Friday, June 17, 2005

Falklands tell Buenos Aires to follow Madrid lead

C24 urges UK/Argentina to resume talks

The UN Special Committee of 24 on Deconolization (C24) declaring that it is seeking to end the “special and particular colonial situation” in the question of the Falkland Islands has requested the governments of Argentina and the United Kingdom to resume negotiations to find a peaceful solution to the long-standing sovereignty dispute.

And the Falklands spokesman has urged Argentina to follow Spain’s lead over Gibraltar and change its approach to the Falklands issue.

Representing the Falkland Islands Government, John Birmingham said it was difficult to put across a new angle on the issue of sovereignty, as the position was unchanged – namely, the continued Argentine insistence that they owned the Falkland Islands.

The C24 was told that far from gaining support for their point of view, the Argentine Government’s attitude was making countries and people look at the present government as a “bullying administration” that did not understand the realities of the twenty-first century, he said. Falkland Islanders were, he said, pleased for their friends the Gibraltarians. The Spanish Government’s position had changed. If Spain, a modern democracy, could open up and accept that the Gibraltarians had rights, then was it not time for Argentina to do the same? he asked.

Some of Argentina’s neighbours had been reported as saying that patience was needed when dealing with the present Argentine Government. Falkland Islanders had a lot of patience and, as time went by, he was confident that the Committee would begin to see that times had changed and that the remaining Territories had rights under the United Nations Charter, the most fundamental right being the right to self-determination.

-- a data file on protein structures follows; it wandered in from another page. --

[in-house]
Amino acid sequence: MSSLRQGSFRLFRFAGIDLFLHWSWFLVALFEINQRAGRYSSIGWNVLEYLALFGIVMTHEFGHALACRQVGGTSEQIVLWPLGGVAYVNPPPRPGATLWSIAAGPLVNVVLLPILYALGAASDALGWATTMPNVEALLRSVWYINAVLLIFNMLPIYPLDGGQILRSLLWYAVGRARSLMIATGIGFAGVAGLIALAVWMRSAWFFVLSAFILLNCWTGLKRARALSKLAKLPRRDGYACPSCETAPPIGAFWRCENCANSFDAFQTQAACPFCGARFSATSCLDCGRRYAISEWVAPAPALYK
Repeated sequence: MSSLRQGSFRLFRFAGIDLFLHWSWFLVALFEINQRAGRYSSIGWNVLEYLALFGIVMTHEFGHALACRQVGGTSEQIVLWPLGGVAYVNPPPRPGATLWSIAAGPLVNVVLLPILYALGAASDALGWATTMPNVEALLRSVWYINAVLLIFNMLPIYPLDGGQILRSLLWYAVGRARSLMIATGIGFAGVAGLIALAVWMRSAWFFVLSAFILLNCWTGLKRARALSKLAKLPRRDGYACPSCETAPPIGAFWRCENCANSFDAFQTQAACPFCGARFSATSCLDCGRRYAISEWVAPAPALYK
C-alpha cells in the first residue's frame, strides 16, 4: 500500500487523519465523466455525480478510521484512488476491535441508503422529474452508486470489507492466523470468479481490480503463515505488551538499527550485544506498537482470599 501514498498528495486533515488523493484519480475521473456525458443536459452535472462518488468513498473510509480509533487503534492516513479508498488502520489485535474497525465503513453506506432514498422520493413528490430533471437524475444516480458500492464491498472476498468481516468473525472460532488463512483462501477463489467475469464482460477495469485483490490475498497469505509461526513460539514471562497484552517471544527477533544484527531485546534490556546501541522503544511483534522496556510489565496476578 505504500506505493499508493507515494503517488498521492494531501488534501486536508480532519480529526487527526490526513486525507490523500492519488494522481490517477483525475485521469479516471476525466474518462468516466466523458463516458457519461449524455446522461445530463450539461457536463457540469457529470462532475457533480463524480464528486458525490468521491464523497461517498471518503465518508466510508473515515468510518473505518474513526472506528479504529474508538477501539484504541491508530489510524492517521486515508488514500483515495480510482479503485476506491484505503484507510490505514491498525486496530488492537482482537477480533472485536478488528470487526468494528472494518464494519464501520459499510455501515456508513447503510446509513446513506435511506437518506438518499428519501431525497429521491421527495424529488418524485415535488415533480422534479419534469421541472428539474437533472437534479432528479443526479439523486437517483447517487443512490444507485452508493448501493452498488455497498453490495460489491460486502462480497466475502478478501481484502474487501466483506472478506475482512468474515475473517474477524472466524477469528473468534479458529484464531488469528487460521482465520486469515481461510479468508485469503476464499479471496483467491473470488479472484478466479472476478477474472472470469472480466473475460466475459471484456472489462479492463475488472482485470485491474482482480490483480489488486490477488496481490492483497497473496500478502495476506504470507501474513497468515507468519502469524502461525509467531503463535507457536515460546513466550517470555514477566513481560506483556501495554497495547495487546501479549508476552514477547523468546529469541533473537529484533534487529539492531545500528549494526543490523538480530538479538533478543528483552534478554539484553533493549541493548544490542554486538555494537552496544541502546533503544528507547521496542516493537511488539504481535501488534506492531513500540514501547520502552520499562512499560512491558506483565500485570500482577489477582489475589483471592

When the new Argentine Government took office two years ago, the elected councillors of the Falkland Islands had hoped for further cooperation in areas of mutual interest and concern in the south-west Atlantic. That had not happened, however. The Argentine Administration had gone out of its way to make life difficult for the Falkland Islands.

The UN diplomatically refers to the issue as Falklands/Malvinas. Adopting a consensus text without a vote, the Special Committee took note of the views expressed by Argentina’s President to the General Assembly’s fifty-ninth session, in which he, among other things, urged the United Kingdom to resume negotiations.

Further, the Committee expressed regret that, in spite of widespread international support for negotiations, the implementation of General Assembly resolutions on the question has not yet started.

According to the official UN report Stephen Luxton, Legislative Councillor of the Falklands Islands Government, stressed the need to respect the right to self-determination, adding that the people of the Falkland Islands must be allowed to choose their own future without any external influence. Argentina’s total disregard for the view of the people of the Falkland Islands directly challenged the purpose of the Committee, which was to eradicate such situations where nations sought to impose authoritarian colonial rule. It was no use to claim that the people of the Falklands were not permitted self-determination because they were not a distinct people. Falkland Islanders had nothing in common with Argentina — culturally, linguistically, historically or politically. Many could trace their ancestry back many generations and, unlike Argentina, the Falkland Islands never had an indigenous population. In that regard, Falkland Islanders had more right to live on the islands than Argentine citizens had to live in Argentina.

Argentina’s Government was confusing territorial integrity with geographical proximity, he added. Self-determination was not about the sort of authoritarian colonial dominance and ownership that Argentina wished to exert over his country.